More fundamental questions must be asked.
People, quite reasonably are drafting wishlists for a post-COVID world – such as action on climate, energy, tax, water, industrial relations and so on – but that risks a return to politics as usual. Rather we should be asking: what sort of economy do we want; what is the economy for; what role should government play and who should decide how government acts?
This week Treasurer Josh Frydenberg listed costs to the economy from the pandemic, as if the economy was an end in itself – that its size and perpetual growth determine how good a society is. Premiers expressed hope for the various industries that had been hit hard. Again, this risks a return to economics as usual. But the pandemic and lockdown should realign our thinking. Not all “industries” are the same, no matter what amount of money they “return” to the “economy”.
The poker-machine “industry” is a case in point. No-one has played a poker machine since the lockdown began. Our experience in the pandemic should make us ask, would it matter if no-one ever played them again and the poker-machine “industry” and its contribution to the economy were forever gone. Surely, we would be better off, not worse off, in this slightly smaller economy without a poker-machine industry.
The car-smash repair industry is another case. Wouldn’t we all be much better off if we all drove in such a way that this industry shrank to near nothing and the economy was slightly smaller.
Similarly with employment. All those jobs making, selling and renting CDs and videos are gone. Extensive music and movie libraries can fit on a hard drive or be streamed. And we are better off.
The incandescent light globe industry used to make lots of money for the economy. A slightly smaller economy making cheaper LED globes which use less electricity makes for a smaller economy, but a better life.
Critically, we put all the economic statistics – particularly economic growth – into perspective. They should be eclipsed by a better measure of human and environmental well-being. Are they getting better, or worse?
The Australian Bureau of Statistics had such a measure, called Measuring Australia’s Progress, but it fell foul of the Abbott Government’s 2014 Budget cuts before it had been fully developed and before people had a chance to see its superiority over the GDP measure.
Presumably, when axing the MAP the Government thought that a greater contribution to GDP and jobs by, say, higher output by the tobacco, gambling and cotton industries marked progress irrespective of what unpaid human and environmental damage they did.
If you make GDP growth (especially in the short-term) the dominant measure of progress, governments then direct their policy to that measure and ignore other more important measures of well-being. And they are even more likely to do that if they are supported financially by large corporate interests whose sole aim is to maximise profits and shareholder return.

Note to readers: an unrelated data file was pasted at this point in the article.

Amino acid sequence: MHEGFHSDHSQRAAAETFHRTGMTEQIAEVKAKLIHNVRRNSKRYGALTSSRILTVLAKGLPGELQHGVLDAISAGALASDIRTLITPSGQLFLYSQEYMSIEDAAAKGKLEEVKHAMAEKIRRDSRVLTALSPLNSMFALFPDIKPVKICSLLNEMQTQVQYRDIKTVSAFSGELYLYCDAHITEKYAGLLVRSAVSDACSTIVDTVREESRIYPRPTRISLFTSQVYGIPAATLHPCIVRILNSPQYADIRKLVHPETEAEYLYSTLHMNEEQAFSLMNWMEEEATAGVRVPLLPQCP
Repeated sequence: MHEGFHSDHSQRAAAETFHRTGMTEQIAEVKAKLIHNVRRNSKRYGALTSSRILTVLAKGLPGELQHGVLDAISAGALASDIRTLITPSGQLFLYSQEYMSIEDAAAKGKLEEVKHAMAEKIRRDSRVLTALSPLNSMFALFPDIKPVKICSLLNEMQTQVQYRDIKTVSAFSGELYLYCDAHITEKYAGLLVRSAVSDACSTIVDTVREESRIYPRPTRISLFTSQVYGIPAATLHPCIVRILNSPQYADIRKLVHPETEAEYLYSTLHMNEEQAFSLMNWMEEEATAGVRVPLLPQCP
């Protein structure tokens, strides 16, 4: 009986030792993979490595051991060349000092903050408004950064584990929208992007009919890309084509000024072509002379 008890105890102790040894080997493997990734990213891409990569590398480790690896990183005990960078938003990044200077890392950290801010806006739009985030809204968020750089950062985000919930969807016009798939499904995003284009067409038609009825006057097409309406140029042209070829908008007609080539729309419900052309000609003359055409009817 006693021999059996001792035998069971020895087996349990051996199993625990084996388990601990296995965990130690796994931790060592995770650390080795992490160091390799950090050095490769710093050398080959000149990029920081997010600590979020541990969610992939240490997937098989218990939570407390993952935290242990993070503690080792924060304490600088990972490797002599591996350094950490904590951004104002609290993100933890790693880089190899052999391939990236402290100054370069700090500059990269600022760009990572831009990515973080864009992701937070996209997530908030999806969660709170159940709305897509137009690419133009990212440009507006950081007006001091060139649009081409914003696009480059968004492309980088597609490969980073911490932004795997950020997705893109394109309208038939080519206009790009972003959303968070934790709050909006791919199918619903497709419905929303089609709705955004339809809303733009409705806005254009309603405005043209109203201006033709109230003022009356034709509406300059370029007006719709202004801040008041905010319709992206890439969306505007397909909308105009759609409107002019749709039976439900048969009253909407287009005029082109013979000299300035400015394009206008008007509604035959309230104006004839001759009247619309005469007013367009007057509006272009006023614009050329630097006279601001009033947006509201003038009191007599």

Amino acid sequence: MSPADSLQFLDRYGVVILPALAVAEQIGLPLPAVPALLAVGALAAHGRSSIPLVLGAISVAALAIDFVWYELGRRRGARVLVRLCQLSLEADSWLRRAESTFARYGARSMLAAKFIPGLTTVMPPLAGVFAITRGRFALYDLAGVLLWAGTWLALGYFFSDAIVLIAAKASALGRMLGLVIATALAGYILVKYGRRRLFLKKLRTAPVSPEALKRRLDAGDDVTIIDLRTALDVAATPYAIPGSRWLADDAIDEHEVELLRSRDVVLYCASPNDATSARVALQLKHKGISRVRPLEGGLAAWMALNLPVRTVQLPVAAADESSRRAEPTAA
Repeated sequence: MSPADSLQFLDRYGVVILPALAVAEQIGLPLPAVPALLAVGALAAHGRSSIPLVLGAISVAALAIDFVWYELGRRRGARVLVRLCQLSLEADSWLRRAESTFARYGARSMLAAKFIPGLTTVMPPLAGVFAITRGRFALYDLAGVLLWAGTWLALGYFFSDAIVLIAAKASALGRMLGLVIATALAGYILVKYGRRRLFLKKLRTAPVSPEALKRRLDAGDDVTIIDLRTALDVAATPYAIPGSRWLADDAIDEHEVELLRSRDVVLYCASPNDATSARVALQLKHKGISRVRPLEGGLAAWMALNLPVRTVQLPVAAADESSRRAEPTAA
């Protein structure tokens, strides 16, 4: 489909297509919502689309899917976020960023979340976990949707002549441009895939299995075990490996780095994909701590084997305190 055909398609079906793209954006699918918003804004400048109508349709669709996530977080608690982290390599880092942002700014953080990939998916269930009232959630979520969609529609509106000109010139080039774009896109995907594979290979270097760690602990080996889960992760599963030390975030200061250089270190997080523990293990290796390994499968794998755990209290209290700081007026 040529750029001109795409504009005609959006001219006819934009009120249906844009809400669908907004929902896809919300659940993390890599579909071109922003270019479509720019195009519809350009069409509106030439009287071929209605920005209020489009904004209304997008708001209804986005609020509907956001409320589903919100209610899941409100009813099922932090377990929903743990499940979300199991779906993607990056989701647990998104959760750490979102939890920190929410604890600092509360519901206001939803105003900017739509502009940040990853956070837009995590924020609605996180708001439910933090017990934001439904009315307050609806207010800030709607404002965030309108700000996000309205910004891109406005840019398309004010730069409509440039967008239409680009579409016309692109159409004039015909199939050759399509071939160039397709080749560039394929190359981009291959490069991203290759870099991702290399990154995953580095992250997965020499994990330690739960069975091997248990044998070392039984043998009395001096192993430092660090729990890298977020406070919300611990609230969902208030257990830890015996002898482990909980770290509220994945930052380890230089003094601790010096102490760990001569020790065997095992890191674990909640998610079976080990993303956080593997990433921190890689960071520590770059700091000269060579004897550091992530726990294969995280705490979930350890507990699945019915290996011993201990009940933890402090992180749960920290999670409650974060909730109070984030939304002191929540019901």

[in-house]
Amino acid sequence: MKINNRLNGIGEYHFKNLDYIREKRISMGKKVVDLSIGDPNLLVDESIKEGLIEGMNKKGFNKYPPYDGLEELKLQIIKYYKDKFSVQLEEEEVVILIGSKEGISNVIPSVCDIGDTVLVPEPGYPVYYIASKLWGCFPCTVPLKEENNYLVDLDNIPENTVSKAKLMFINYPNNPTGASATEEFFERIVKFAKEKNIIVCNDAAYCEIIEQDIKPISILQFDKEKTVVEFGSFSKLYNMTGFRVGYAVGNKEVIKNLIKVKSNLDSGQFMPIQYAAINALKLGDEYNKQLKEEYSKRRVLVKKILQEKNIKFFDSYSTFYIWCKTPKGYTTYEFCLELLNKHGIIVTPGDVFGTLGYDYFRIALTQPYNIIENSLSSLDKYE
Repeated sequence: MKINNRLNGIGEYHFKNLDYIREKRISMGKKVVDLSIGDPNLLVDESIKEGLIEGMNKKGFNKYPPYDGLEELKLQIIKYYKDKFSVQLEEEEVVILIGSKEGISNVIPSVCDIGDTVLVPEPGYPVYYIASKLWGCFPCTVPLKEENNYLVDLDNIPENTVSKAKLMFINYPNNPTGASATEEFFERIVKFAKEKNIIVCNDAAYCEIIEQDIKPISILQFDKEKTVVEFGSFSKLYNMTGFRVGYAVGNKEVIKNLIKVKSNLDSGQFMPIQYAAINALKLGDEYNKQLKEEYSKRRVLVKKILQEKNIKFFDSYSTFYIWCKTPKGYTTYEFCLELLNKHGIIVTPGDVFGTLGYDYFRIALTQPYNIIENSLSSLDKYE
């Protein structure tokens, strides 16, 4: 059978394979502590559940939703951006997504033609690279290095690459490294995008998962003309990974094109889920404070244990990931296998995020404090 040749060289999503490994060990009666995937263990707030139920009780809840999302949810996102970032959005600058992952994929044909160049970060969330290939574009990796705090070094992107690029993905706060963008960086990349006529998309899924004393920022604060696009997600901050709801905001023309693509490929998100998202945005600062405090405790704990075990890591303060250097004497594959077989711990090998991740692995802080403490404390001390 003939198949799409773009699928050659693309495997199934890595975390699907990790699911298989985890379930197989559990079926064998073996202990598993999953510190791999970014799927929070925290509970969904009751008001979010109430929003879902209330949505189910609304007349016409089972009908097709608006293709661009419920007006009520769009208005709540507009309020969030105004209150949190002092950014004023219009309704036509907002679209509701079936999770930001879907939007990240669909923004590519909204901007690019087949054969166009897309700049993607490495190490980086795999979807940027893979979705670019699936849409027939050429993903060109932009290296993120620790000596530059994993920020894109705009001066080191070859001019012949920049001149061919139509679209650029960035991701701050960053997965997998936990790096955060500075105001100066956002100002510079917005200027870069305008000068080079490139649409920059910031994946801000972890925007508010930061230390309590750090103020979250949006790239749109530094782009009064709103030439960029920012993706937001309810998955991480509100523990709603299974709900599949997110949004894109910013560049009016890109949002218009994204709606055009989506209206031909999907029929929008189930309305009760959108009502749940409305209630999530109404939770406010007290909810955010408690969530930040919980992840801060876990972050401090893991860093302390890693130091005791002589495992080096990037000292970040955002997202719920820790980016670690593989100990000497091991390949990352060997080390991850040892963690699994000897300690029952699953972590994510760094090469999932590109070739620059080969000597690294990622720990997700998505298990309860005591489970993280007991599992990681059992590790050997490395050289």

Further, governments backed that way have the resources to persuade voters with propaganda and half-truths that their interests also lie in economic growth policies, even when they do not.
But COVID will change much of this.
First, governments should not assume a bounce back to normal even if they lift restrictions. Governments can lift restrictions, but they cannot force people out. British and US data shows that many people isolated themselves before they were legally required to. Similarly, they may choose to avoid risky situations, such as restaurants, public transport, shopping for luxuries and so on, even if they are legally allowed to.
That will result in a dampened economy with a different shape until a vaccine or effective therapy is found.
Second, when people come out of lockdown, their in-lockdown experience will affect their future economic behaviour. For example, successful online meetings will result in organisations saving travel and site costs for in-person meetings. Similarly, with business will save office-space costs now they have experienced having more employees successfully working from home.
Third, many people have now experienced how the small-government, casualised-workforce, just-in-time, trickle-down models have resulted in existential insecurity. So, they might start demanding a different sort of post-COVID economy.
Fourth, people have seen governments (of both complexions) act on solid public-service advice and evidence in the broad community interest unfettered by the wishes of big corporate donors who are largely responsible for the economic-growth-obsessed earlier models.
If the COVID experience results in the removal of corporate influence on government, by banning donations from them and by making public all government-industry lobbying, everything else will follow.
The acid questions, which electoral research shows influences voting patterns more than anything else, will remain “am I better off under this government” and “will I be better off under a new government”, but after the COVID experience the meaning of “better off” will change. No longer will it be purely monetary. Resilience and security will be factors.
Avoiding further crises or at least coping with them better will be higher priorities. Things like a further pandemic, climate change, cybersecurity, water security, overpopulation, species extinction, pollution, and natural-resource depletion will assume much greater importance. After all, if they are not addressed, having more money in the bank in the immediate term will not amount to much.
This article first appeared in The Canberra Times and other Australian media on 16 May 2020.